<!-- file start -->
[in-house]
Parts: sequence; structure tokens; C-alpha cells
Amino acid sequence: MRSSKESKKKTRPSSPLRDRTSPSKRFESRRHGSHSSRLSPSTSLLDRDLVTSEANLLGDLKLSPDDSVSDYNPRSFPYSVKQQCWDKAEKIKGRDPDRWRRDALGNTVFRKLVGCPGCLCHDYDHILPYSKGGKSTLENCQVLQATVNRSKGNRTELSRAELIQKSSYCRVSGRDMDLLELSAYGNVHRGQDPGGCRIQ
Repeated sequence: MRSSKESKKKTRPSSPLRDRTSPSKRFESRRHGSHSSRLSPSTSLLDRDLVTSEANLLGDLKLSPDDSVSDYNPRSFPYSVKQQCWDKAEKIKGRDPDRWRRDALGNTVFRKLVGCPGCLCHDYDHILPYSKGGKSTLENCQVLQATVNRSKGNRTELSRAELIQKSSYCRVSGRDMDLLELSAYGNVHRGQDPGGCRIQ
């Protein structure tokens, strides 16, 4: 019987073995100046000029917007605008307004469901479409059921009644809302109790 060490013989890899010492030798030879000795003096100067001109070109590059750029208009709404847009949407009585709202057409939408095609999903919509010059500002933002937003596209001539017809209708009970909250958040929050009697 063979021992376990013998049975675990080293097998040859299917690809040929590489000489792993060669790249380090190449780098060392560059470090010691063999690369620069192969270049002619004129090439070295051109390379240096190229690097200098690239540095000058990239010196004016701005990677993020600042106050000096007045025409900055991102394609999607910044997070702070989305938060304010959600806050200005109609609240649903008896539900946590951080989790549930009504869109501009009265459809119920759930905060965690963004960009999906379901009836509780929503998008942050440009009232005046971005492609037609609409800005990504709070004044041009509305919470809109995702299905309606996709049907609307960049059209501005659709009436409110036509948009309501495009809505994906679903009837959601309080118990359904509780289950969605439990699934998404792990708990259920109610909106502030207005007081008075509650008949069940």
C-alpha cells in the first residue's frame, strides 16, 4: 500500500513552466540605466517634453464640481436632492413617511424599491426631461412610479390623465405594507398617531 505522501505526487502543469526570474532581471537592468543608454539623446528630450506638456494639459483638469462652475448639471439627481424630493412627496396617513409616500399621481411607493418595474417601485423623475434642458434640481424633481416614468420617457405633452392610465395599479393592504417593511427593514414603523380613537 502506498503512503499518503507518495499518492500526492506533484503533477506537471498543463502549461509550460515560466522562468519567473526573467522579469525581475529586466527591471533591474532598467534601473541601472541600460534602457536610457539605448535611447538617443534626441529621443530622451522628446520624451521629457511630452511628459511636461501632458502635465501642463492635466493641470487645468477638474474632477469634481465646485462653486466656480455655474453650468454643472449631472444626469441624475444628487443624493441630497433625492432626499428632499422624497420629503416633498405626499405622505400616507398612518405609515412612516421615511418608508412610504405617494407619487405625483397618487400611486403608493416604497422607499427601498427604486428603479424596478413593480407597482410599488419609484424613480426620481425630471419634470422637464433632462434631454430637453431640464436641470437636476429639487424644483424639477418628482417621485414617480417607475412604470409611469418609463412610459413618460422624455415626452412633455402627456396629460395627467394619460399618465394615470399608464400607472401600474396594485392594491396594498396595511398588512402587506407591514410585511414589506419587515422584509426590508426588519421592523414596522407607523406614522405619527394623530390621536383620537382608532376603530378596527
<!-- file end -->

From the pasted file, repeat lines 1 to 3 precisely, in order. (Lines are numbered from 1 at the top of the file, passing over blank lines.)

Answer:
[in-house]
Parts: sequence; structure tokens; C-alpha cells
Amino acid sequence: MRSSKESKKKTRPSSPLRDRTSPSKRFESRRHGSHSSRLSPSTSLLDRDLVTSEANLLGDLKLSPDDSVSDYNPRSFPYSVKQQCWDKAEKIKGRDPDRWRRDALGNTVFRKLVGCPGCLCHDYDHILPYSKGGKSTLENCQVLQATVNRSKGNRTELSRAELIQKSSYCRVSGRDMDLLELSAYGNVHRGQDPGGCRIQ